City Island Theater Group, the talented troupe responsible for To Kill a Mockingbird, Miss Kuddy’s Wild West Kabaret, The Women, Doubt, Steel Magnolias and Rumors, is ten years young.
City Island couple Joe and Miriam Nixon established the group in 1999. City Island residents are great fans of theater but had been without a theater group for some years, Nick Sala said. Raised in Castle Hill and a resident of Pelham Bay, Sala joined City Island Theater Group in 2000.
The Broadway professional, employed by Inside Broadway, a non-profit children’s theater in Manhattan, graduated from City Island Theater Group stage manager to president. Sala has history on City Island; he’s worked in its restaurants and bars.
“City Island is an artistic community,” Sala said. “These are nautical people. When you live right by the sea, you appreciate beauty.”
Sala joined the City Island Theater Group in order to let loose. He loves doing theater during the day in Manhattan but a job is a job, Sala said. The group is made up of volunteers: teachers and bakers, architects and retirees who want to have fun and offer art to the community.
Although Senator Jeff Klein and Councilman Jimmy Vacca help to fund the City Island Theater Group, the group subsists primarily on ticket sales. Sala and friends put together three main stage productions each year; each production, performed six or nine times, gets 350 to 400 audience members.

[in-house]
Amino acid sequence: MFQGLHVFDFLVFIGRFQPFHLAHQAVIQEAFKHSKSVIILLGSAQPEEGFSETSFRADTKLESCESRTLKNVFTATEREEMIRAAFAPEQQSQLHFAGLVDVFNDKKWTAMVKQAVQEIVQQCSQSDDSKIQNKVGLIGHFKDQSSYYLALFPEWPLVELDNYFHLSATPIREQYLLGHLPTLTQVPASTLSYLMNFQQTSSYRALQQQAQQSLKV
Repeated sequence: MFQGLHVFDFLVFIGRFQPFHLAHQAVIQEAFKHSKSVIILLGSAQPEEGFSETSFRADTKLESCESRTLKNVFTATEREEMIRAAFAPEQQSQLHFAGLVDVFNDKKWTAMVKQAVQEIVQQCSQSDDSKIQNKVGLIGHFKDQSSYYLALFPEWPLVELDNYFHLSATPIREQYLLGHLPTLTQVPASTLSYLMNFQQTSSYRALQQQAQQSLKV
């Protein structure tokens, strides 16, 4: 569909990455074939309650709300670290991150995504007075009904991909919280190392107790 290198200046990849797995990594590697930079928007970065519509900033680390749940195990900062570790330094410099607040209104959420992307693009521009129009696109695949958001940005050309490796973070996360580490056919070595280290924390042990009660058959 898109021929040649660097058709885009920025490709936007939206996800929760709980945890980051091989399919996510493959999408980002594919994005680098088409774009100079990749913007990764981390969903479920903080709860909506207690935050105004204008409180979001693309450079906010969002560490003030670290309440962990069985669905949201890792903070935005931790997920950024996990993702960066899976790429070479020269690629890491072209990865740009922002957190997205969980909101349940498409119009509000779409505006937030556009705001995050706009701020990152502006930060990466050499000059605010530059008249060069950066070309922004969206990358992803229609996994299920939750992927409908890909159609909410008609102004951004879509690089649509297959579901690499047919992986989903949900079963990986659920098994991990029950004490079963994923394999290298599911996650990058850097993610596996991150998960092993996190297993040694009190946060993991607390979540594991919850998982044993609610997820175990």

The group chooses productions that are thoughtful but that also possess universal appeal. Audience members hail from throughout the Bronx, Westchester County, Brooklyn, Queens and Manhattan.
“We don’t do anything too avante garde,” Sala said. “We try to educate and entertain.”
The group holds auditions prior to each production and Sala picks the best, he said. Although City Island Theater Group is a volunteer group, Sala is passionate about “production value.” There are a million ways to spend a Friday or Saturday night in New York City; audience members deserve quality, Sala explained. The group often holds rehearsals three nights a week.
There have been a handful of memorable productions in City Island Theater Group’s ten years, perhaps none more so than Doubt in 2007. Author John Patrick Shanley lent the group exclusive rights to present the Pulitzer Prize-winning play, adapted for film in 2008, after its run on Broadway ended.
“It was fantastic,” Sala said.
Another City Island Theater Group highlight was its production of the musical Cabaret in 2005 and of The Women in 2006. The latter involved a 21-member all-female cast.
The group will present Wait Until Dark, a thriller, in February. Headquartered at Grace Episcopal Church on City Island Avenue, the group will boast 100 new cushioned seats in 2010.